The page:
She began performing as a female magician in nursing homes, children's parties, public shows in Town Halls and later regular gigs at cafes and restaurants around Sydney. She studied drama at The Australian Playhouse Studio in Sydney from 1990 to 1992 and went on to educate herself in Advanced Film and Television and Screen Acting Technique at The Actor's Centre in Sydney. She also studied Pyrotechnics, Latin Dance, Puppetry and Mime. She has worked as an actor in many stage shows, film productions, TV commercials, a television sitcom and even a music video.

Sue anne webster 4She met her husband Tim in 1997 and began working as a female magician with Magic Unlimited in Melbourne. She performed regularly in stage shows, and began performing close up magic in character as 'Jeannie' from the TV show 'I Dream of Jeannie'. A photo of her in costume was spotted by the founder of, who made her the official Jeannie lookalike. She has won numerous magic awards and accolades in Australia and internationally.

Sue-Anne believes that Scouting equipped her with many skills that have assisted her in her career and personal life.

“Scouting offers a great outlook on life. When life deals you a blow, you can look back and see what incredible things you achieved at a very young age and remember the camaraderie you had with your friends. It gives young people an incredible sense of self worth, of 'belonging' and a solid inner strength that can get you through just about anything life throws at you. There is definitely a sense of humour to be gained in Scouting... and an ability to roll with the punches. You gain an ability to solve problems with positive outcomes,” she said.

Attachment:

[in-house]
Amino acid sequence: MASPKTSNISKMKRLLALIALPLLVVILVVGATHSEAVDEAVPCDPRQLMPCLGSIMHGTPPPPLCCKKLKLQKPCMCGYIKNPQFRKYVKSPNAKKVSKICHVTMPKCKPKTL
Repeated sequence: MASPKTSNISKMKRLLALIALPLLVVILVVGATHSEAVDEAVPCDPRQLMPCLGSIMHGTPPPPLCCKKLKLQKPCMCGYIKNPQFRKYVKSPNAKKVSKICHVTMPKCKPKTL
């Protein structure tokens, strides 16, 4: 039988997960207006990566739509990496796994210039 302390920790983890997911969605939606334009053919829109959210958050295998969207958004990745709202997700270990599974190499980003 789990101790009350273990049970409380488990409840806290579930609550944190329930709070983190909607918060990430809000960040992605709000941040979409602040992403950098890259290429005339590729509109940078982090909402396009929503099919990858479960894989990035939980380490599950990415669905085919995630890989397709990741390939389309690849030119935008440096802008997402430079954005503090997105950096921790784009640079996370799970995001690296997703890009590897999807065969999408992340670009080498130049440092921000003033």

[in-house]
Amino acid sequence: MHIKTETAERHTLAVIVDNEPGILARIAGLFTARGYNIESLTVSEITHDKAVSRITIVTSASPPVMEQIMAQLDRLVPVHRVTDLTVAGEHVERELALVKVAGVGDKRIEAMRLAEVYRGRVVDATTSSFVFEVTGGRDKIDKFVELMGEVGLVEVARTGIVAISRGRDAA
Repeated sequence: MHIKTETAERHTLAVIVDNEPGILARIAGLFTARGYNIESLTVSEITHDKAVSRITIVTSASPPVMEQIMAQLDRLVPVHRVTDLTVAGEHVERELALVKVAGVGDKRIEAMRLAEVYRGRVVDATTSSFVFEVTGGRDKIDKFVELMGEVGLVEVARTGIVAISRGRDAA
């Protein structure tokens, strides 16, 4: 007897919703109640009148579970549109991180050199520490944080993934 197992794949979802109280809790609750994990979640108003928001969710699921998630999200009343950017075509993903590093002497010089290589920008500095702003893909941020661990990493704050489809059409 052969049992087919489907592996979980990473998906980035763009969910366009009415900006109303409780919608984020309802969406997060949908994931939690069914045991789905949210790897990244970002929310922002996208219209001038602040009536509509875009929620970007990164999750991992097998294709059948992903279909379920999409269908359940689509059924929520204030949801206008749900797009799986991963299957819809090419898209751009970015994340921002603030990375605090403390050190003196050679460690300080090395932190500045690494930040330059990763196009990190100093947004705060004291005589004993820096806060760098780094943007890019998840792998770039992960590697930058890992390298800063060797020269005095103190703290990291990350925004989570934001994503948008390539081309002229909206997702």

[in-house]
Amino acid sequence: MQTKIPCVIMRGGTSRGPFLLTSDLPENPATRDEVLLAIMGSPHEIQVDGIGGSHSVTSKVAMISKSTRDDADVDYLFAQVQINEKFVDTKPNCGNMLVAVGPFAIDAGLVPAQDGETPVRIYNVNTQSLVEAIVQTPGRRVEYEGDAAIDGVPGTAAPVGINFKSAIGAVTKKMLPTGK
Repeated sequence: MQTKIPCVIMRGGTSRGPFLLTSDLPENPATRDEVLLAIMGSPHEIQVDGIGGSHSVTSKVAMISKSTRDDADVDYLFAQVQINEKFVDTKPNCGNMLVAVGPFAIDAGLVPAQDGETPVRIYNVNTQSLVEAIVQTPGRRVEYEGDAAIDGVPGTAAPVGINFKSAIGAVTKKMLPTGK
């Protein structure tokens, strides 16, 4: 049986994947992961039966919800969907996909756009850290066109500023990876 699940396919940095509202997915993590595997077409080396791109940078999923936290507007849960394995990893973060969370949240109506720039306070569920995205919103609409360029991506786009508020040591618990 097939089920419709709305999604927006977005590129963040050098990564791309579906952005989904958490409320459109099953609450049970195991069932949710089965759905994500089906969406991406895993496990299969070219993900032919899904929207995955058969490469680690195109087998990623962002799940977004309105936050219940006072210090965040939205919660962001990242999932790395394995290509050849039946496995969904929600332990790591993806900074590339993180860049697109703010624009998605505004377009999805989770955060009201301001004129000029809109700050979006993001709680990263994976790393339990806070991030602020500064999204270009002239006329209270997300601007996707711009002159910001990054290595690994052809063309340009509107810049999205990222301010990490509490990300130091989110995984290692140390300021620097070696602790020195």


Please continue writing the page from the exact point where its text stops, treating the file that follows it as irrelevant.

“Scouting toughens you up. Scouting teaches you not to whinge and give up when things get tough, but to find a way to survive and succeed. It teaches you to take precautions and stay sensible when things are dangerous - like when I saw my husband and partner in magic - Tim Ellis in halves with a live chainsaw. It teaches you to do your best ... my goodness, I'm always trying to do my best for the I Dream of Jeannie fans.

“Scouting has also definitely taught me how to communicate with men - 'speak their language' - which I think has probably helped me go further in the magic profession. Most men in magic are extraordinary and wonderful people - happy for a woman to be involved with their 'obsession' - but some can slug you hard, too... as can staying in business and surviving as a full time entertainer in this obscure field.”

Sue-Anne feels lucky to have a profession that is also her passion. Magic involves creativity in many areas - developing new magic tricks, props, set design and costuming - as well as skills in puppetry, mime, movement, dance, voice work and accents. When not working, she enjoys a bit of physical exercise, turning her house into another world (with bottomless pits and time tunnels), and writing. She also has a great interest in Christianity, and uses her knowledge of magic to expose frauds and tricksters who use sleight of hand and psychology to further a belief in the occult.

Despite her long list of achievements, her ultimate lifetime goal is to be remembered as a loving person. And her words of advice for today’s youth?

“Be involved in constructive activities and help people at every opportunity,” she said.

Read more about Sue-Anne at her websites... and maybe even consider some magical entertainment at your next function, or as an activity for your Scout Group!